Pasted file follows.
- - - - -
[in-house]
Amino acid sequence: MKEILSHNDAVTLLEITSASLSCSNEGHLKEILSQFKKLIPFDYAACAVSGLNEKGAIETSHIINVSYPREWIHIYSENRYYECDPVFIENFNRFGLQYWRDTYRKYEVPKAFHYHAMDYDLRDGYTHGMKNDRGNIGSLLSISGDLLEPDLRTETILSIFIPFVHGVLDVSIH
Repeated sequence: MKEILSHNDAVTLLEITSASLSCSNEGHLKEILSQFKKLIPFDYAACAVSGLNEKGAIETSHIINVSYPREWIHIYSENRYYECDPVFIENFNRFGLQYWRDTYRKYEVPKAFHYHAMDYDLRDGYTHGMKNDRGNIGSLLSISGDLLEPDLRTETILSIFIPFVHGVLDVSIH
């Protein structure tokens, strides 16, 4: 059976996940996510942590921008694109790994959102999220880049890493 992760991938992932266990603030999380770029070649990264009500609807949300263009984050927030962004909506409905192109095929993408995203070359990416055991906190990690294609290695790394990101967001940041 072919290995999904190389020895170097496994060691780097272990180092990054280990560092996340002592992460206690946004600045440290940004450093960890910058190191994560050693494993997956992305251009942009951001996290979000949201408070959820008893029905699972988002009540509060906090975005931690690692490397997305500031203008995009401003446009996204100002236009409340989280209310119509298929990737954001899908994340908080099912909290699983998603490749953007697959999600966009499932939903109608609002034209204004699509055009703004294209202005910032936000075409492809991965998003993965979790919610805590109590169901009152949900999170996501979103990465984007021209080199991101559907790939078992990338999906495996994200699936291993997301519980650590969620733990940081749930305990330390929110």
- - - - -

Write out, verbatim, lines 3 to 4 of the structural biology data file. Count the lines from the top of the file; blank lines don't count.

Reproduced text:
Repeated sequence: MKEILSHNDAVTLLEITSASLSCSNEGHLKEILSQFKKLIPFDYAACAVSGLNEKGAIETSHIINVSYPREWIHIYSENRYYECDPVFIENFNRFGLQYWRDTYRKYEVPKAFHYHAMDYDLRDGYTHGMKNDRGNIGSLLSISGDLLEPDLRTETILSIFIPFVHGVLDVSIH
């Protein structure tokens, strides 16, 4: 059976996940996510942590921008694109790994959102999220880049890493 992760991938992932266990603030999380770029070649990264009500609807949300263009984050927030962004909506409905192109095929993408995203070359990416055991906190990690294609290695790394990101967001940041 072919290995999904190389020895170097496994060691780097272990180092990054280990560092996340002592992460206690946004600045440290940004450093960890910058190191994560050693494993997956992305251009942009951001996290979000949201408070959820008893029905699972988002009540509060906090975005931690690692490397997305500031203008995009401003446009996204100002236009409340989280209310119509298929990737954001899908994340908080099912909290699983998603490749953007697959999600966009499932939903109608609002034209204004699509055009703004294209202005910032936000075409492809991965998003993965979790919610805590109590169901009152949900999170996501979103990465984007021209080199991101559907790939078992990338999906495996994200699936291993997301519980650590969620733990940081749930305990330390929110």